The reality check the four-day Test gave Zimbabwe has already been analysed and the converse must be asked. Did South Africa really benefit from dominating an inferior opposition a week before the biggest series they have played in six months?
Logic would say no, because South Africa’s previous assignment was a walkover against Bangladesh more than two months ago, before which they lost in England and had their batting woefully exposed. Their upcoming matches are three Tests against India, and four against Australia. But being underprepared is not a status South Africa want to accept, especially with India little more than a week away.
“Our preparation was to make sure we get through this Test match, [with a] bit of workload and get guys into form. I’m happy with [the] workload. All our batsmen had time in the middle and all the bowlers had a chance to shine,” AB de Villiers, South Africa’s stand-in captain said.
De Villiers himself was the biggest beneficiary of this match, as it marked his comeback to the side after an absence of 23 months. And what a comeback it was. Not only did he slot in at No.4, but he was asked to stand in as captain because Faf du Plessis had not recovered from an illness. Then, he was called upon to keep wicket when Quinton de Kock strained his hamstring. De Villiers admitted he “got a bit of a fright,” when he was approached to lead but was happy to take on all three jobs.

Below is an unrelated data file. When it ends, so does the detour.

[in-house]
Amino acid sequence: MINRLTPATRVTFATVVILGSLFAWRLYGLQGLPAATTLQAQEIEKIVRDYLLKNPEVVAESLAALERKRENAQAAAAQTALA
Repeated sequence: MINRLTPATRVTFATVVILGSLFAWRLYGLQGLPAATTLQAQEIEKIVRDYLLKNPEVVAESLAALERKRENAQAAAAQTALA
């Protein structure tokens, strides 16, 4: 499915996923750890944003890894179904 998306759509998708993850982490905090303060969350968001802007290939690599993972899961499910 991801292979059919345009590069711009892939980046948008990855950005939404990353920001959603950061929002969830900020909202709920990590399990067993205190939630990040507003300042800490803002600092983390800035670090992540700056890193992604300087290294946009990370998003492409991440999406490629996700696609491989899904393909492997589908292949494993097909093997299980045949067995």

“It was very enjoyable in the end. It all happened at the same time. I love taking responsibility for the team and it went very well,” he said.
However, there is no real clarity on how de Villiers will fit into the starting XI if everyone is fit and available. The man himself does not even know. “Faf will take over and then there is a bit of a selection headache. All the guys seem to be in good form,” he said. “I am expecting to bat No. 4 if I do play. If not, then I will carry drinks.”
What de Villiers would like not to do is don the gloves again and, all things being equal, he should not have to. De Kock’s injury was described as “low-grade,” and team management are “confident,” he will recover for the first Test against India. If de Kock is not fit, South Africa will have to turn to the domestic structures to seek a reserve wicketkeeper, and would likely choose between Heinrich Klaasen and Rudi Second. Or they may ask de Villiers to step in as emergency cover.
And if they do, what will he say?
“Ideally I would not like to keep and just focus on my batting. Keeping tends to get to me after a while. So it’s a no, but it’s up for discussion.”